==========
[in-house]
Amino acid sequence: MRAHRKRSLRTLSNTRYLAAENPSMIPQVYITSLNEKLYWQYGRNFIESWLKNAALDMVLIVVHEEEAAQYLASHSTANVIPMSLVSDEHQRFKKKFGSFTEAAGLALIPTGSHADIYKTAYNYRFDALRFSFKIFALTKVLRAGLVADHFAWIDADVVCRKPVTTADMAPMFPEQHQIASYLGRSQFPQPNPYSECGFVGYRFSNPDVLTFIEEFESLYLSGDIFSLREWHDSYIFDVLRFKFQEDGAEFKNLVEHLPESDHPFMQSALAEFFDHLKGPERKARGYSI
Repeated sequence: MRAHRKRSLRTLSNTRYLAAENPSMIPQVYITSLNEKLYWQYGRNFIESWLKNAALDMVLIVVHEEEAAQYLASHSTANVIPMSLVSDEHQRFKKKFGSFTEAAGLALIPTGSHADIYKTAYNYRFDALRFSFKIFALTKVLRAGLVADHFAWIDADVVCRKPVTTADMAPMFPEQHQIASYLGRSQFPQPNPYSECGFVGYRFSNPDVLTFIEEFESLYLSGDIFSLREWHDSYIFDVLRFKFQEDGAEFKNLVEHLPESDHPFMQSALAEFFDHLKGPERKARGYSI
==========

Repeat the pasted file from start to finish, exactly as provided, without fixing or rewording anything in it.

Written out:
[in-house]
Amino acid sequence: MRAHRKRSLRTLSNTRYLAAENPSMIPQVYITSLNEKLYWQYGRNFIESWLKNAALDMVLIVVHEEEAAQYLASHSTANVIPMSLVSDEHQRFKKKFGSFTEAAGLALIPTGSHADIYKTAYNYRFDALRFSFKIFALTKVLRAGLVADHFAWIDADVVCRKPVTTADMAPMFPEQHQIASYLGRSQFPQPNPYSECGFVGYRFSNPDVLTFIEEFESLYLSGDIFSLREWHDSYIFDVLRFKFQEDGAEFKNLVEHLPESDHPFMQSALAEFFDHLKGPERKARGYSI
Repeated sequence: MRAHRKRSLRTLSNTRYLAAENPSMIPQVYITSLNEKLYWQYGRNFIESWLKNAALDMVLIVVHEEEAAQYLASHSTANVIPMSLVSDEHQRFKKKFGSFTEAAGLALIPTGSHADIYKTAYNYRFDALRFSFKIFALTKVLRAGLVADHFAWIDADVVCRKPVTTADMAPMFPEQHQIASYLGRSQFPQPNPYSECGFVGYRFSNPDVLTFIEEFESLYLSGDIFSLREWHDSYIFDVLRFKFQEDGAEFKNLVEHLPESDHPFMQSALAEFFDHLKGPERKARGYSI